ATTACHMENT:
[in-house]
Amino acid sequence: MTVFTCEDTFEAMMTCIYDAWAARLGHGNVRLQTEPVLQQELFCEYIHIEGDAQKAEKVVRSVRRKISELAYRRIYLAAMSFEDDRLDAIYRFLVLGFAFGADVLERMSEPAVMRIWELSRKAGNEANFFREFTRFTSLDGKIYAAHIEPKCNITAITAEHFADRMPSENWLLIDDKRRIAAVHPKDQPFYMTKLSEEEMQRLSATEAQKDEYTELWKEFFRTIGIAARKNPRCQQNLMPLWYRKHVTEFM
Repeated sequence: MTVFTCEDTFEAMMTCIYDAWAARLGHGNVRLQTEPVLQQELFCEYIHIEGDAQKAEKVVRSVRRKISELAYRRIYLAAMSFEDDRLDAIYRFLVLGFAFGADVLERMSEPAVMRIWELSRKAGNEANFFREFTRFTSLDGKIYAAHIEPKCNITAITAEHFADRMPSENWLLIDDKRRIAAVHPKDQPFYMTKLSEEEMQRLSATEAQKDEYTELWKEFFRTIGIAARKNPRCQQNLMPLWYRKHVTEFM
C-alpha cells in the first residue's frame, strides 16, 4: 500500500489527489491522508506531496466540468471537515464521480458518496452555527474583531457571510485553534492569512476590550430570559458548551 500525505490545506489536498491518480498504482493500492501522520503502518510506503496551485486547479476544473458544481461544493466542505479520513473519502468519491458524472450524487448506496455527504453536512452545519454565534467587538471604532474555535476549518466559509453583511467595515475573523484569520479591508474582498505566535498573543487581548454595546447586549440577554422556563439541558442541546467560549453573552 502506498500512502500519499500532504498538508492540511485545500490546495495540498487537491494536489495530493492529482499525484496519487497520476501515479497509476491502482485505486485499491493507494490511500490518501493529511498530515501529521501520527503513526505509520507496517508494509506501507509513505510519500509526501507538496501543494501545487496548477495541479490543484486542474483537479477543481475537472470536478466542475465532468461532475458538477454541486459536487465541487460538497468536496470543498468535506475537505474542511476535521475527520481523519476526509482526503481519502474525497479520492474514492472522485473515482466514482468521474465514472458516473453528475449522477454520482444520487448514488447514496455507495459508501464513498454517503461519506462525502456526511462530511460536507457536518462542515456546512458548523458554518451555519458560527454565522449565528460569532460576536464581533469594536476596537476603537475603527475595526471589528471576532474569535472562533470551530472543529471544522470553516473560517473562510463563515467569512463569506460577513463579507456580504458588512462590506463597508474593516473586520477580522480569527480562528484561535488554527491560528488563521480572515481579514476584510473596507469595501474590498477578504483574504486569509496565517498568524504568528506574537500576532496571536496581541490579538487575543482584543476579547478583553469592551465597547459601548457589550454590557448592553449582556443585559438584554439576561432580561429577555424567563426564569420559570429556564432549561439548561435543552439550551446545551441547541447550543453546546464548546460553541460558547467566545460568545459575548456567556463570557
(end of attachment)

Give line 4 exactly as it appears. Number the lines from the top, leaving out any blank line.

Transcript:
C-alpha cells in the first residue's frame, strides 16, 4: 500500500489527489491522508506531496466540468471537515464521480458518496452555527474583531457571510485553534492569512476590550430570559458548551 500525505490545506489536498491518480498504482493500492501522520503502518510506503496551485486547479476544473458544481461544493466542505479520513473519502468519491458524472450524487448506496455527504453536512452545519454565534467587538471604532474555535476549518466559509453583511467595515475573523484569520479591508474582498505566535498573543487581548454595546447586549440577554422556563439541558442541546467560549453573552 502506498500512502500519499500532504498538508492540511485545500490546495495540498487537491494536489495530493492529482499525484496519487497520476501515479497509476491502482485505486485499491493507494490511500490518501493529511498530515501529521501520527503513526505509520507496517508494509506501507509513505510519500509526501507538496501543494501545487496548477495541479490543484486542474483537479477543481475537472470536478466542475465532468461532475458538477454541486459536487465541487460538497468536496470543498468535506475537505474542511476535521475527520481523519476526509482526503481519502474525497479520492474514492472522485473515482466514482468521474465514472458516473453528475449522477454520482444520487448514488447514496455507495459508501464513498454517503461519506462525502456526511462530511460536507457536518462542515456546512458548523458554518451555519458560527454565522449565528460569532460576536464581533469594536476596537476603537475603527475595526471589528471576532474569535472562533470551530472543529471544522470553516473560517473562510463563515467569512463569506460577513463579507456580504458588512462590506463597508474593516473586520477580522480569527480562528484561535488554527491560528488563521480572515481579514476584510473596507469595501474590498477578504483574504486569509496565517498568524504568528506574537500576532496571536496581541490579538487575543482584543476579547478583553469592551465597547459601548457589550454590557448592553449582556443585559438584554439576561432580561429577555424567563426564569420559570429556564432549561439548561435543552439550551446545551441547541447550543453546546464548546460553541460558547467566545460568545459575548456567556463570557